Fatima Al Qadiri
, May 6th, 2014 09:52
'Shanzhai', the opening track of Fatima Al Qadiri's debut album Asiatisch, takes its title from a Chinese term used to describe counterfeit Western goods. Literally it translates to "mountain village", evoking both the outlaw nature of the industry and the crudeness of its reproductions - copyright-evading spoonerisms of sportswear brands and fast food chains. While such knock-offs are commonplace, there is perhaps more craft and sophistication to some imitations than that definition grants. Electronic giants such as Apple, slow to meet Chinese demand, have had their official stores outnumbered by dozens of simulacra, painstakingly recreated down to the uniform of their employees - to all intents and purposes the real thing. The term has come refer not just to products but lookalikes and parodies more generally, such as the track itself, a cover of Sinéad O'Connor's 'Nothing Compares 2 U' sung in Mandarin, only with nonsense lyrics - a joke at our expense. Much like the Apple stores, we might have never known the difference.
One can see how "shanzhai" might appeal to Al Qadiri, both as a concept and also on a more personal level. She's spoken in interviews of her childhood experiences of living through the invasion of Kuwait, then being in the unusual position of subsequently viewing the Gulf War through the prism of Western pop culture via the Sega Mega Drive game Desert Strike, released only a year after the war's end. On her EP of the same name, videogame music was used as the frame for exploring those memories, together with the geopolitics of Western military intervention.
With Asiatisch, Al Qadiri draws on the parallels between the Gulf and China, the latter having come to occupy a similar place as the Middle East in the Western imagination. The mimicry at work in Chinese facsimiles of Western consumer goods is analogous to a similar process that has been occurring in Western media and culture for decades - the construction of what Al Qadiri terms an "imagined China", the sum of fears and fantasies about the East. It's best demonstrated by the anxieties of financial magazines over shifting economic hegemony and the the trade-agreements-cum-courting-rituals of Western politicians.
As with Desert Strike, the album plays on this concept through interpretations of an existing musical form. In this case it's sinogrime, a trend within grime productions by Wiley, Jammer and others for preset flutes, chimes and synth strings. Like other Western musics that use faux Asian motifs, including new age, exotica and psytrance, sinogrime bears at best a distant resemblance to actual Chinese classical compositions. Al Qadiri's productions are a step further removed; they take the signatures of the sound and reconfigure them in the style of corporate and shopping mall muzak, much like on her Genre-Specific Xperience EP. Surprisingly, the two complement each other well. The HD sheen of consumer mood music lends tracks like 'Forbidden City', with its delayed synth stabs and hollow bass, a certain shallowness - neatly paralleling the emptiness of all those glossy promotional videos attracting Chinese investment in urban regeneration projects.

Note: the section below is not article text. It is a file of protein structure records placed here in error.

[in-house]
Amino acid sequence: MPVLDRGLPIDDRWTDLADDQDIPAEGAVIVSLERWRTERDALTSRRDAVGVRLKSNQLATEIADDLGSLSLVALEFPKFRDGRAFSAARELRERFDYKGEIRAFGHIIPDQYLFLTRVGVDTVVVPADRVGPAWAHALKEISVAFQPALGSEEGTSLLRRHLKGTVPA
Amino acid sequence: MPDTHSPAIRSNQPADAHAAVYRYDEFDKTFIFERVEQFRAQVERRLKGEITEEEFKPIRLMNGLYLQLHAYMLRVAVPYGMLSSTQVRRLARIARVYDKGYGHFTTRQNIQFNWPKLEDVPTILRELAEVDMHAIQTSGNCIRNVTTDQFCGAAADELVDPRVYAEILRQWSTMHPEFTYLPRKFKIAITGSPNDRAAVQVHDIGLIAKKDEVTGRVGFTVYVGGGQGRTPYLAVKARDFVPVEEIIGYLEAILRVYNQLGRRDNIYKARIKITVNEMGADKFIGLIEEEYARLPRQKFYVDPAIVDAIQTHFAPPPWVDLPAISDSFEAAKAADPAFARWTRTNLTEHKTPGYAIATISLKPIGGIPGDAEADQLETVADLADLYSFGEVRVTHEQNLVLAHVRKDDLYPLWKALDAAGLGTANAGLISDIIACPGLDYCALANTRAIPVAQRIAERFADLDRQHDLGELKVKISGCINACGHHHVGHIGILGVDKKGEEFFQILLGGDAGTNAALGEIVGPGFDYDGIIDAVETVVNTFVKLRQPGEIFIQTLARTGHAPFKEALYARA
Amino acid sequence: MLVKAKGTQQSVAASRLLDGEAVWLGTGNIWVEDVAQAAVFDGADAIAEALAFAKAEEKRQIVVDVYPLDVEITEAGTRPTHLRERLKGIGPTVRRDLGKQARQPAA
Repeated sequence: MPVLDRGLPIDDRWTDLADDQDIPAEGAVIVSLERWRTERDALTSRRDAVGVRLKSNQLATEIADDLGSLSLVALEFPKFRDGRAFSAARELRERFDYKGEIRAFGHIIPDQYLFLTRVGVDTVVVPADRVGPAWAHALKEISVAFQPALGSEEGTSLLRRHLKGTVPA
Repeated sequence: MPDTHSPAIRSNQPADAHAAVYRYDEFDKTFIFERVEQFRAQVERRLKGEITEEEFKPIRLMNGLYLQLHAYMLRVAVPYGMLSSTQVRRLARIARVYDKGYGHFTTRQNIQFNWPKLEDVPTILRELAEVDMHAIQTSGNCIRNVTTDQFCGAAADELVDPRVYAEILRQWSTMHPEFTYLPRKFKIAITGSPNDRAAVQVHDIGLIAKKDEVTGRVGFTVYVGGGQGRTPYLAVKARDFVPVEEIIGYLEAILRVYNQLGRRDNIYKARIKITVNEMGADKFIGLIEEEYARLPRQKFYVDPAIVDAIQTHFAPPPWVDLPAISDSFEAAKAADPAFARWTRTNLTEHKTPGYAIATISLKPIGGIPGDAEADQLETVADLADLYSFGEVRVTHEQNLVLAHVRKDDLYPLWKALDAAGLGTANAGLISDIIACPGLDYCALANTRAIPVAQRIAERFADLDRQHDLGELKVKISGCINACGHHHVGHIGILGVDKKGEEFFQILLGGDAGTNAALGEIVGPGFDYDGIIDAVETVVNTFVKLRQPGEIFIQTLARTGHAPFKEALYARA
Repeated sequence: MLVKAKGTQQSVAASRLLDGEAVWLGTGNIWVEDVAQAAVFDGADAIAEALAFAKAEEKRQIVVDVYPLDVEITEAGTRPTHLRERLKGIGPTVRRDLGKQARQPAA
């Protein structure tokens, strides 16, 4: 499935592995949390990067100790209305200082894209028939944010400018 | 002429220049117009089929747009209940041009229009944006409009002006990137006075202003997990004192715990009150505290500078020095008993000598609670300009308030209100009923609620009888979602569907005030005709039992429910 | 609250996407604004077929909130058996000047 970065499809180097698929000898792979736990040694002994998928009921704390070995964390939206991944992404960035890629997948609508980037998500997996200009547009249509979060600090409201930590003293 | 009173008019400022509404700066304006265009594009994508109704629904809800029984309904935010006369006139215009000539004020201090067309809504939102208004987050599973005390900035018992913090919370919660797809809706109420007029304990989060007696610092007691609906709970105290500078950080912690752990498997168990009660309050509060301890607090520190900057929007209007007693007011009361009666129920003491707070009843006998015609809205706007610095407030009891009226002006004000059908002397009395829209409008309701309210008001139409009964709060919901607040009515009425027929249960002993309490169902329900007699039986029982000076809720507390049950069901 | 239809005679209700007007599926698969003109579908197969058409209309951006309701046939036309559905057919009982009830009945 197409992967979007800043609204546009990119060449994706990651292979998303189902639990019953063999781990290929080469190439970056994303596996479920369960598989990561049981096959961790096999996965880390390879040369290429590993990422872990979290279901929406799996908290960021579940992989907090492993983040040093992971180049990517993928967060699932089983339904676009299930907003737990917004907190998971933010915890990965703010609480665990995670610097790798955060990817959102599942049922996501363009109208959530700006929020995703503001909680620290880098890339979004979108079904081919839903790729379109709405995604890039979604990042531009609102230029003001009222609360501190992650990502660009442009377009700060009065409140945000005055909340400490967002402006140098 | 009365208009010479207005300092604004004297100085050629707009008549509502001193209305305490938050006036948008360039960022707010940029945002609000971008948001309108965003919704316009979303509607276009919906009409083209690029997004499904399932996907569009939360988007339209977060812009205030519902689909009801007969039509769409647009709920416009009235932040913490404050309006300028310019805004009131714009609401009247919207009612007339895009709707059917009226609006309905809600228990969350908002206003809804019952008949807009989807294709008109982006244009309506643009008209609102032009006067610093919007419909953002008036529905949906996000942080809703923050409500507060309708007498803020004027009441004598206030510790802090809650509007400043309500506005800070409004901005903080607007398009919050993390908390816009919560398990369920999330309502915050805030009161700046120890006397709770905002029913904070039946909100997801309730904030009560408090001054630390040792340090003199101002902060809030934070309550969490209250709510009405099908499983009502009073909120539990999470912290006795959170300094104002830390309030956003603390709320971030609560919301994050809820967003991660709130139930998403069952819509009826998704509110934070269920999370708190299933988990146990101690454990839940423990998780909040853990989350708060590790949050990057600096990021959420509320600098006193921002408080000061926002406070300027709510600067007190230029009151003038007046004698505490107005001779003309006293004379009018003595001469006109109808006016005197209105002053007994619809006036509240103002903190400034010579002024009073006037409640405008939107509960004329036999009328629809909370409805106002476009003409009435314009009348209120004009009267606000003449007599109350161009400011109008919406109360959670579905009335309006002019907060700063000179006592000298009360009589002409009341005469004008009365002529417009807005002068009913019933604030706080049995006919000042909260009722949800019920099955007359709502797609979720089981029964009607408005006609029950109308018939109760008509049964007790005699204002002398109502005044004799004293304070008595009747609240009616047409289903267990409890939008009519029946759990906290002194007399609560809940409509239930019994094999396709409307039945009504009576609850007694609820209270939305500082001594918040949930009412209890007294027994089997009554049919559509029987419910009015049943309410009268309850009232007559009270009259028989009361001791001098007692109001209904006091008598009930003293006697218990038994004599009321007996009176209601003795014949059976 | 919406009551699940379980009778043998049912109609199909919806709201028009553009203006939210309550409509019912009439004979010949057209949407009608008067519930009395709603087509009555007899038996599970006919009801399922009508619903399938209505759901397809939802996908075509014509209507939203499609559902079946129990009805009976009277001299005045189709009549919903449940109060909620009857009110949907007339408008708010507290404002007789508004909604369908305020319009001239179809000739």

Asiatisch as a whole works with a limited palette of monastic synth choirs, woodwind and glockenspiel presets and warped bass. They combine to make the album calculated and austere, a fitting soundtrack to the machinations of global capital. Take 'Dragon Tattoo''s vocals, which paraphrase 'We Are Siamese' from Disney's Lady And The Tramp: "I got a dragon tattoo on my arm, and I mean to cause you harm / Speak Chinese if you please" - at once civil and threatening, the lingua franca of international business. The album's highlight, however, is 'Shanghai Freeway', its looping steelpan arpeggios and swarming bass conjuring up endless circuits of elevated expressways.
Not all of Asiatisch's tracks are quite as successfully realised. Some play with a single idea for too long - 'Wudang''s vocal sample of an ancient Chinese poem, for example, doesn't hold enough interest to sustain its minimal and repetitive background instrumentation. Like many of the album's tracks, it's named after a Chinese region, perhaps Al Qadiri's way of pointing out the arbitrary connection between these pieces and their geographical referents, much like the distance between the "imagined China" and its reality. What is more difficult to ascertain is Al Qadiri's relationship to this fantasy. Is there enough distance between the two for the music to work as a critical commentary?
It's telling, perhaps, that she has described the album as a "homage" to sinogrime, which would imply that these tracks are as much borrowing from, as they are adding to, that myth of China. You get the sense that Asiatisch is closer to a pastiche than satire, a collage of orientalist signifiers - the computerised Mandarin voices on 'Loading Beijing', dragon tattoos, that cover of an airbrushed Chinese model - all of which are partly in thrall to the absurd and kitsch image of China which Al Qadiri seeks to repudiate.
As a concept, there is potential here to interrogate what these imaginings reflect about the West, and even return the gaze. Ultimately, however, Asiatisch doesn't offer a corrective of Western cultural mimicry, only an accurate simulation of it, and for that reason is vulnerable to some of the criticisms it sets out to make. But for all its conceptual flaws, Asiatisch is both a pleasurable and an intelligent take on sinogrime - proof that its initial wave of productions was brief not for lack of potential.